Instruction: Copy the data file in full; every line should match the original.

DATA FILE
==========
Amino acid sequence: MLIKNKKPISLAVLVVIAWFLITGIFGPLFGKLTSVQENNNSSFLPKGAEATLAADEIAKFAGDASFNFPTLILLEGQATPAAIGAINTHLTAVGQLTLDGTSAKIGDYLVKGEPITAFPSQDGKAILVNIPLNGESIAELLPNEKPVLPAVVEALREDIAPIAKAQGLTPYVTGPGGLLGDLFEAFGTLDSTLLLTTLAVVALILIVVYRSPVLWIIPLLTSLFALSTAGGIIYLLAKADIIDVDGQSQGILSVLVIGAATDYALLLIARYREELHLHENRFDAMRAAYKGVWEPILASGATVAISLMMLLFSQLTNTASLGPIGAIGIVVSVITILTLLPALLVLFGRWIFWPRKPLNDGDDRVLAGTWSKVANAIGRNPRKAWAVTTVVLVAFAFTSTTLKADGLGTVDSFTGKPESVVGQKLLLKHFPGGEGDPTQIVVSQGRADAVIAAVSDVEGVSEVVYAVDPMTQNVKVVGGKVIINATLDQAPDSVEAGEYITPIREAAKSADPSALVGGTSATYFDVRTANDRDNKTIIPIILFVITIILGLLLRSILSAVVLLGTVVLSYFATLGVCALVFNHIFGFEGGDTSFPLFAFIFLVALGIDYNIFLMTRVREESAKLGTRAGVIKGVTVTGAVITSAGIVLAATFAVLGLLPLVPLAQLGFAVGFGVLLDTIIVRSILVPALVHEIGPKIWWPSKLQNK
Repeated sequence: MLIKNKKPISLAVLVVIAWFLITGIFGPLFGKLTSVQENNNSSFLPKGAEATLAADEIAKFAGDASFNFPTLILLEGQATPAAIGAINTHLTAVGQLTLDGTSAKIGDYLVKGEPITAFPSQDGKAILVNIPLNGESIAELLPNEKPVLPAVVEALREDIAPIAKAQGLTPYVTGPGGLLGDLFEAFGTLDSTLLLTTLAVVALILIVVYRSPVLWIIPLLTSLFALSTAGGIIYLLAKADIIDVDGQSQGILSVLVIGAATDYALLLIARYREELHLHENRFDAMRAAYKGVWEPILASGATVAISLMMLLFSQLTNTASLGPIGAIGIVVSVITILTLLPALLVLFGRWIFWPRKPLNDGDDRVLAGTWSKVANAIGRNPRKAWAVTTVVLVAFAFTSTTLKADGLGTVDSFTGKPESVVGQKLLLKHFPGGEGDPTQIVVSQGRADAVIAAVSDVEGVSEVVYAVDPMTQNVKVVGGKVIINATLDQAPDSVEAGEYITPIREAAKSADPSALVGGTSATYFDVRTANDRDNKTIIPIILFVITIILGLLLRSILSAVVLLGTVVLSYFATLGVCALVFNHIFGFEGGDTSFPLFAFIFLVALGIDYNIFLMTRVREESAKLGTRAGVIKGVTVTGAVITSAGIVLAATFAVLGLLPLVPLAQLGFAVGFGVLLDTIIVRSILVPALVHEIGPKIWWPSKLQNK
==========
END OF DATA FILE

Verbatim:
Amino acid sequence: MLIKNKKPISLAVLVVIAWFLITGIFGPLFGKLTSVQENNNSSFLPKGAEATLAADEIAKFAGDASFNFPTLILLEGQATPAAIGAINTHLTAVGQLTLDGTSAKIGDYLVKGEPITAFPSQDGKAILVNIPLNGESIAELLPNEKPVLPAVVEALREDIAPIAKAQGLTPYVTGPGGLLGDLFEAFGTLDSTLLLTTLAVVALILIVVYRSPVLWIIPLLTSLFALSTAGGIIYLLAKADIIDVDGQSQGILSVLVIGAATDYALLLIARYREELHLHENRFDAMRAAYKGVWEPILASGATVAISLMMLLFSQLTNTASLGPIGAIGIVVSVITILTLLPALLVLFGRWIFWPRKPLNDGDDRVLAGTWSKVANAIGRNPRKAWAVTTVVLVAFAFTSTTLKADGLGTVDSFTGKPESVVGQKLLLKHFPGGEGDPTQIVVSQGRADAVIAAVSDVEGVSEVVYAVDPMTQNVKVVGGKVIINATLDQAPDSVEAGEYITPIREAAKSADPSALVGGTSATYFDVRTANDRDNKTIIPIILFVITIILGLLLRSILSAVVLLGTVVLSYFATLGVCALVFNHIFGFEGGDTSFPLFAFIFLVALGIDYNIFLMTRVREESAKLGTRAGVIKGVTVTGAVITSAGIVLAATFAVLGLLPLVPLAQLGFAVGFGVLLDTIIVRSILVPALVHEIGPKIWWPSKLQNK
Repeated sequence: MLIKNKKPISLAVLVVIAWFLITGIFGPLFGKLTSVQENNNSSFLPKGAEATLAADEIAKFAGDASFNFPTLILLEGQATPAAIGAINTHLTAVGQLTLDGTSAKIGDYLVKGEPITAFPSQDGKAILVNIPLNGESIAELLPNEKPVLPAVVEALREDIAPIAKAQGLTPYVTGPGGLLGDLFEAFGTLDSTLLLTTLAVVALILIVVYRSPVLWIIPLLTSLFALSTAGGIIYLLAKADIIDVDGQSQGILSVLVIGAATDYALLLIARYREELHLHENRFDAMRAAYKGVWEPILASGATVAISLMMLLFSQLTNTASLGPIGAIGIVVSVITILTLLPALLVLFGRWIFWPRKPLNDGDDRVLAGTWSKVANAIGRNPRKAWAVTTVVLVAFAFTSTTLKADGLGTVDSFTGKPESVVGQKLLLKHFPGGEGDPTQIVVSQGRADAVIAAVSDVEGVSEVVYAVDPMTQNVKVVGGKVIINATLDQAPDSVEAGEYITPIREAAKSADPSALVGGTSATYFDVRTANDRDNKTIIPIILFVITIILGLLLRSILSAVVLLGTVVLSYFATLGVCALVFNHIFGFEGGDTSFPLFAFIFLVALGIDYNIFLMTRVREESAKLGTRAGVIKGVTVTGAVITSAGIVLAATFAVLGLLPLVPLAQLGFAVGFGVLLDTIIVRSILVPALVHEIGPKIWWPSKLQNK